Mark Keenan, Managing Director of Divorce-Online said: “I had heard from my staff that there were a lot of people saying they had found out things about their partners on Facebook and I decided to see how prevalent it was I was really surprised to see 20 per cent of all the petitions containing references to Facebook. “The most common reason seemed to be people having inappropriate sexual chats with people they were not supposed to.”


An American insurance company, in defending its refusal to pay out a claim, is seeking to call in evidence personal online postings, including the contents of any MySpace or Facebook pages the litigants may have, to see if their eating disorders might have “emotional causes”. And the case is far from a lone one. Suddenly, those saucy pictures and intimate confessions on social networking sites can be taken down and used in evidence against you in ways never dreamed of. Flirty emails and messages found on Facebook pages are increasingly being cited as evidence of unreasonable behaviour. Computer firms have even cashed in by developing software allowing suspicious spouses to electronically spy on someone’s online activities. One 35-year-old woman even discovered her husband was divorcing her via Facebook. Conference organiser Emma Brady was distraught to read that her marriage was over when he updated his status on the site to read: “Neil Brady has ended his marriage to Emma Brady.”



From Los Angeles to Lowestoft, thousands of social network site users have lost their jobs – or failed to clinch new ones – because of their pages’ contents. Police, colleges and schools are monitoring MySpace and Facebook pages for what they deem to be “inappropriate” content. Online security holes and users’ naivety are combining to cause privacy breaches and identity thefts. And what all this, and more, adds up to is this: online social networking can seriously damage your life.


telegraph
independent
Facebook already has a methodology for measuring the overall “happiness” of its users. It basically looks at how many positive words people use in their status updates (for English speaking users). This results in the USA Gr oss National Happiness Index.



For this particular study, Facebook looked at the use of positive and negative words in status messages over the course of one week in January. The data team was then able to filter the results based on sex and relationship status (as defined by Facebook).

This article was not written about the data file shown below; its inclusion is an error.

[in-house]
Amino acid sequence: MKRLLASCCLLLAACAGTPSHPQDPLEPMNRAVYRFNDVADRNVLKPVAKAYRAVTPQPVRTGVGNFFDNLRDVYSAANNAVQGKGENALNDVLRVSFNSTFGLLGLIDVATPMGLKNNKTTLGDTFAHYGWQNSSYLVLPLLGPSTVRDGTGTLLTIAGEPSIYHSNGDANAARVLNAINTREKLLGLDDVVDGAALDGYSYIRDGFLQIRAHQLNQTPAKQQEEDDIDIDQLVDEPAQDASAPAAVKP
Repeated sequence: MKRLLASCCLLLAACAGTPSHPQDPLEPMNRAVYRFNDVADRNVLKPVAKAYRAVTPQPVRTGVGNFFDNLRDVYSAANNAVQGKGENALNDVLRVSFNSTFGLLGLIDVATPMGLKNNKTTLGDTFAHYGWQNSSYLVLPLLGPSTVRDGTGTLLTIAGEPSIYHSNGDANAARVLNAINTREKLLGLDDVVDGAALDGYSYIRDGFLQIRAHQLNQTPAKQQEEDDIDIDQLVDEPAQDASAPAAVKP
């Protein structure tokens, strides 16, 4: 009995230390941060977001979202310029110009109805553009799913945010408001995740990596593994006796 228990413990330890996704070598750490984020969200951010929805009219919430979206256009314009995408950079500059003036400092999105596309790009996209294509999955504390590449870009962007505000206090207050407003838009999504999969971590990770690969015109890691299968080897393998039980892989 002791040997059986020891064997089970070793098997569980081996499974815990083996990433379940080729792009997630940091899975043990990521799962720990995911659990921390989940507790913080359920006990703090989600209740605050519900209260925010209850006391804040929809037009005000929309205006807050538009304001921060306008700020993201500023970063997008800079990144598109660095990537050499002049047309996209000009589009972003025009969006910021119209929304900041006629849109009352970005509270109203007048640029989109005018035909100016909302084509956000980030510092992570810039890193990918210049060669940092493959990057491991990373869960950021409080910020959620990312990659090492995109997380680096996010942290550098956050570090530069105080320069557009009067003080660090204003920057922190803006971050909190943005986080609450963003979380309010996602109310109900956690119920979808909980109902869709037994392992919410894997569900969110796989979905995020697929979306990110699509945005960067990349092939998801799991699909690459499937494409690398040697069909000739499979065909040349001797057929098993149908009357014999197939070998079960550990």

The results aren’t entirely unsurprising: People who are in relationships do seem happier than those who are not in relationships. However, there are some important areas of distinction. For instance, the people that seem the most unhappy are those that either don’t disclose their relationship status or those that are in an open relationship. An open relationship dwarfs widowers and “it’s complicated” by a pretty significant margin for both men and women. However, those that don’t disclose their relationship at all are about 50% more negative than everyone else.




In the end, while this data is certainly interesting, it’s only scientific insofar as it is a reflection of what people choose to share in their status updates.



posted on Apr, 16 2011 @ 11:53 PM
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Originally posted by maskfan
Odd that is exactly what I thought Facebook was doing.

Anyone who thinks such a large scale "free" social operation was created just to let people have somewhere cool to hang out online is clearly a little bit dim.

To be fair Facebook aren't the only ones doing this, they're just doing it better than anyone else (well apart from Google obviously).


if i remember correctly google is now in jewish(zionist?) ownership, as is most american media
so most bases are covered.
edit on 16-4-2011 by orangutang because: (no reason given)



posted on Apr, 17 2011 @ 04:39 PM
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found this funny video about facebook...